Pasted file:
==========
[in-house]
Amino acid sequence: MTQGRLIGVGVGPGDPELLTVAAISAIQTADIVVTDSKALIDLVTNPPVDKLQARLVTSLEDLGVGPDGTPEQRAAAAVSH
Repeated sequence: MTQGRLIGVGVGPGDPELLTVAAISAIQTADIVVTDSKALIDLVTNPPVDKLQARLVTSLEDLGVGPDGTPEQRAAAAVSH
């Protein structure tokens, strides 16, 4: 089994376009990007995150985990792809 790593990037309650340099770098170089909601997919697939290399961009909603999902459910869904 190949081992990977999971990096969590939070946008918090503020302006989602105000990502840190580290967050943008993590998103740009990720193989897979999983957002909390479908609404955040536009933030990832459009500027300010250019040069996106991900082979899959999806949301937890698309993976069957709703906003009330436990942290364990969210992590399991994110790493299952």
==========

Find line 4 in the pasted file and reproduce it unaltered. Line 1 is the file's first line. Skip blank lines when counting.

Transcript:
């Protein structure tokens, strides 16, 4: 089994376009990007995150985990792809 790593990037309650340099770098170089909601997919697939290399961009909603999902459910869904 190949081992990977999971990096969590939070946008918090503020302006989602105000990502840190580290967050943008993590998103740009990720193989897979999983957002909390479908609404955040536009933030990832459009500027300010250019040069996106991900082979899959999806949301937890698309993976069957709703906003009330436990942290364990969210992590399991994110790493299952």